Born in Aotearoa, Richard Lewer currently lives in Melbourne. His work is politically and culturally engaged, and imbued with a wry sense of humour. Crudely painted on sandpaper, the works included in Pacific Real Time explore contemporary life and its everydayness, frequently employing text.
The artist jibes at the art world, suggesting, “Don’t be an artist”; at our antipodean environment, warning, “Keep out of the sun”; and at ‘clean eating’ obsessions, with phrases like “Superfoods” and “Organic chicken”. Other pieces are more sombre, musing, “There is always someone worse off” and “I thought God was meant to be on my side”. Together, the works are an outpouring, a stream of consciousness from a social realist keen to comment on matters we might prefer to ignore.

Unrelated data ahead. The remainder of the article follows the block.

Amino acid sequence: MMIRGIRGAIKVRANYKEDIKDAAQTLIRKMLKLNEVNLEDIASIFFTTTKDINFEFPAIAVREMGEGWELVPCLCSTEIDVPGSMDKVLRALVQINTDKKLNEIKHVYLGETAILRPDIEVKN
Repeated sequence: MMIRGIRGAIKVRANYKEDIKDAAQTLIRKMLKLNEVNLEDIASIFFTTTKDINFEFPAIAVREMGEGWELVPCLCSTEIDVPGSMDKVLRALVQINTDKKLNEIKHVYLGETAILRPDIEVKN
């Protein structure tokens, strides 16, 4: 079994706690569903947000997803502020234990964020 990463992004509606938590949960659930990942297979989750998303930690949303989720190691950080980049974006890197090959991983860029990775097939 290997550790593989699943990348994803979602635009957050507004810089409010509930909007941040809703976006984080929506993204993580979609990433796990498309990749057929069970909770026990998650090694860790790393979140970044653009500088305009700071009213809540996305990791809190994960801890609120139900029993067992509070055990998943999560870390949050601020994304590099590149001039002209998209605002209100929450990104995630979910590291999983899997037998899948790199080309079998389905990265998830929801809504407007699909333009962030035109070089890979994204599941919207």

Lewer’s work often refers to or recalls the art of other New Zealanders. In their heavy use of text and bold, simplified imagery, these pieces may be understood to echo paintings by Colin McCahon, John Reynolds, and Peter Robinson.
Image: Richard Lewer, Untitled, 2016. Courtesy of Gow Langsford Gallery and the artist.